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A Trip to the Orchard
By Kate G., YES 2019-20, Malaysia
The first few days that one spends with their host family while on an exchange are exciting, terrifying, and telling. You are thrust into a new family dynamic that exists within a new culture. So, if you are anything like me, you search for as many familiarities as you can to make the transition just a little smoother. Thus, I was elated when on my second day with my host family they told me that we would be taking a trip to the orchard!
We arrived at the orchard and my host uncle and father immediately climbed trees to cut down a fruit called dokong, while my host mom and I caught the fruit as they dropped it from above, and my host grandmother went about clearing stumps and overgrowth.
We continued in this rhythm until my host mom motioned for me to join her on a short walk. She led me down a road and explained that the land had been her father’s and when she was young she would often visit with her family to gather fruit, as we were doing that day. I later learned that this is something that many Malaysian families participate in, visiting an orchard, where they grow flowers, fruit, or other plants. I was grateful to be included in this intimate piece of Malaysian family life. Yet I was even more touched that my host mom shared with me how much the land means to her, as a piece of her childhood that has continued into the present.
The orchard provided a different and unexpected sense of familiarity that was invoked by the conversation with my host mom. It reminded me of my own childhood, when my dad added a small fruit tree and bush collection in our backyard. We now have multiple apple trees, cherry trees, an Asian pear tree, and many raspberry bushes that reside in our garden. Each summer, when the raspberries are ripe, my family and I pick as much fruit as possible. As we do so, we take any opportunity we can to enjoy the fruit, often with more berries making it into our mouths than our buckets. This act of savoring the fruit that we harvest was mirrored at the orchard in Malaysia, as my host mom handed me one mangosteen after another and my host grandmother peeled open countless dokong fruits.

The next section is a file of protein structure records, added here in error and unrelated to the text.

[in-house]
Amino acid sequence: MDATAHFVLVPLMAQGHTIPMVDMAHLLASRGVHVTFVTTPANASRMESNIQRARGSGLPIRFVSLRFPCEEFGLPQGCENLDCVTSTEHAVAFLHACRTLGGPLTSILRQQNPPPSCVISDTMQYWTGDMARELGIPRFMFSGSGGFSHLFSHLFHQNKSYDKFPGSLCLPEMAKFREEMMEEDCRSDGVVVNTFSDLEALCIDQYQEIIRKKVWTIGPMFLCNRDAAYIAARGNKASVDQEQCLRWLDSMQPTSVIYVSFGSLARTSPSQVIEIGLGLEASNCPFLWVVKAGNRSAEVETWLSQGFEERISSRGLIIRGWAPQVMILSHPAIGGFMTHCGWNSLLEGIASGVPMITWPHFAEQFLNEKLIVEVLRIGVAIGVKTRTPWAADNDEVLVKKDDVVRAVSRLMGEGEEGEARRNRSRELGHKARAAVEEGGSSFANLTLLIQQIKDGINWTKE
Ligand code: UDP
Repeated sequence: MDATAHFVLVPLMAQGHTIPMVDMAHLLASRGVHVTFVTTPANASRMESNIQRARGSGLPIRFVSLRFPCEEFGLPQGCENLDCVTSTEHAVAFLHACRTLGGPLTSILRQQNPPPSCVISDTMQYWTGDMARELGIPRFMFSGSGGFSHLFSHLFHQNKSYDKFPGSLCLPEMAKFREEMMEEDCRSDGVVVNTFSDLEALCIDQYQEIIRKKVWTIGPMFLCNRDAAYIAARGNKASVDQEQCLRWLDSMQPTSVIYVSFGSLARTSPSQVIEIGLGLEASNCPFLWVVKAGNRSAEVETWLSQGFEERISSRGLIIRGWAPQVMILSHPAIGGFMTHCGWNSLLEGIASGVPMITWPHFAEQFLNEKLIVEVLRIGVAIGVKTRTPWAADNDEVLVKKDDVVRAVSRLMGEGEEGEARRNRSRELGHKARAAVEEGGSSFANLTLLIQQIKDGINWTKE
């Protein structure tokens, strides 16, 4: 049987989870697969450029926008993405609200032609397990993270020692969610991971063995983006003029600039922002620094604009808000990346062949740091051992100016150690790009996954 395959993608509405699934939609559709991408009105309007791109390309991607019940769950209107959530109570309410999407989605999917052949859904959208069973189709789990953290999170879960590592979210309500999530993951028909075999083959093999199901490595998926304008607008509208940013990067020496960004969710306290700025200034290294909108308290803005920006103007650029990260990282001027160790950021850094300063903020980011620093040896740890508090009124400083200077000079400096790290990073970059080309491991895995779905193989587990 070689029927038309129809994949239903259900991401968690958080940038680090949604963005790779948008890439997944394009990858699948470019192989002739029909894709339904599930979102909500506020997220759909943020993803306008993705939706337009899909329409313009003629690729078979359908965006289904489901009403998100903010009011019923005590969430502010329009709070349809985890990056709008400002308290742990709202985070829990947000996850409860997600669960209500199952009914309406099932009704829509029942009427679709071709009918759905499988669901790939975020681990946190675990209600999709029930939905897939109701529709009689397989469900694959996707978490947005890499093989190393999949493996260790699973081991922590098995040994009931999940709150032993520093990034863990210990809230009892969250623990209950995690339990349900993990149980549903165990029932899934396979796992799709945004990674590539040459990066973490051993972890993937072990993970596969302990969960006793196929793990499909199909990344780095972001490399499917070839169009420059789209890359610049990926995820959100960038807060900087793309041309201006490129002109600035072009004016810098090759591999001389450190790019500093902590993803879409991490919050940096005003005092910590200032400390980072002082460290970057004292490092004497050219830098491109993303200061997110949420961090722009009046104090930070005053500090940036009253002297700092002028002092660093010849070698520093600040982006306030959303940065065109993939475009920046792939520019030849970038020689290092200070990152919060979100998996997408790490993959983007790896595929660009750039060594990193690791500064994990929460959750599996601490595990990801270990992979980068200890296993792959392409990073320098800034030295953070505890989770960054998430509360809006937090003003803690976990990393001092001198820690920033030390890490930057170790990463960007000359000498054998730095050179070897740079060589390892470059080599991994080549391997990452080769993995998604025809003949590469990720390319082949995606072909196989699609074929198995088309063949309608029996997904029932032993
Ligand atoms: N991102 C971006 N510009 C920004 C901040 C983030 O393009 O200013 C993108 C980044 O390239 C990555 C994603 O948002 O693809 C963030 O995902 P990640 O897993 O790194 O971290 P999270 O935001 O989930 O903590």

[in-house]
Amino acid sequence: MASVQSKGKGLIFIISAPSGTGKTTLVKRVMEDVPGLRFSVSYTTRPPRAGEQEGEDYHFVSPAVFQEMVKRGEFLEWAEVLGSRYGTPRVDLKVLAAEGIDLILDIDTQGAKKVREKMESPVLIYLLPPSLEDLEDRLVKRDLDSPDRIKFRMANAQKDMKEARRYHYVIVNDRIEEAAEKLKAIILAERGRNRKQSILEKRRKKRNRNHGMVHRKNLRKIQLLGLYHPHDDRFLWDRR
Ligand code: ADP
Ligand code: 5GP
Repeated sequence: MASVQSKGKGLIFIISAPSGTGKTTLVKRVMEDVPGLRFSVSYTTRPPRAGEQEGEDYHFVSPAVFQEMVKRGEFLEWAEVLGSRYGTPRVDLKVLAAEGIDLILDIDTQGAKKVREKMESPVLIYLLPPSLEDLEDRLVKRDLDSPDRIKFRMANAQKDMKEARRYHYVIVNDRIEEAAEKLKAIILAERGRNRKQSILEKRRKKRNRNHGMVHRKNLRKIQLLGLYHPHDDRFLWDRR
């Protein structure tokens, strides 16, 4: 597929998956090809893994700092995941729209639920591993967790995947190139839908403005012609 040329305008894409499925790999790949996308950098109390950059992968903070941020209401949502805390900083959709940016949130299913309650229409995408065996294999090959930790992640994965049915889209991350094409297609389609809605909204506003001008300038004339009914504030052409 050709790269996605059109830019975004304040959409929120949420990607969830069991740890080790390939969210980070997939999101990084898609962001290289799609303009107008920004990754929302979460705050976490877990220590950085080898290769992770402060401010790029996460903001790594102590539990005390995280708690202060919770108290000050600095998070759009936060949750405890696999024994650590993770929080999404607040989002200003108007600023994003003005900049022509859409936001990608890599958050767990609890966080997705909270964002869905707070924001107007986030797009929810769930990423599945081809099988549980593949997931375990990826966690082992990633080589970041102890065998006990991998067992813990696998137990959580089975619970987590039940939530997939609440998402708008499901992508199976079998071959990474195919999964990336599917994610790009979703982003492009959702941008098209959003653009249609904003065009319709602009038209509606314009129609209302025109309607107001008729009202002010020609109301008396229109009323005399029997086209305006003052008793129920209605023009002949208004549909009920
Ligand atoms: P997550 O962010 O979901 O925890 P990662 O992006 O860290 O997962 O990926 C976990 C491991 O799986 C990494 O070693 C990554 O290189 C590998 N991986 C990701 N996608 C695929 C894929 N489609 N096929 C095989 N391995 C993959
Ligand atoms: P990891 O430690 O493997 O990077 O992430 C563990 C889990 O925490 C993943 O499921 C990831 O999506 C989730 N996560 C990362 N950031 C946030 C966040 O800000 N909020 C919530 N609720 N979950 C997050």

I had expected to miss the familial gathering of fruit while in Malaysia, yet, unexpectedly and beautifully, my Malay and American lives were united by this visit to the orchard. Aside from making me feel at home instantaneously, this early visit taught me that while on exchange I need to maintain a completely open mind, without any expectations or ready comparisons. Doing so allows for the familiarities of experiences to come naturally, allowing for me to embrace such commonalities to create a fitting place for myself within my host family and culture.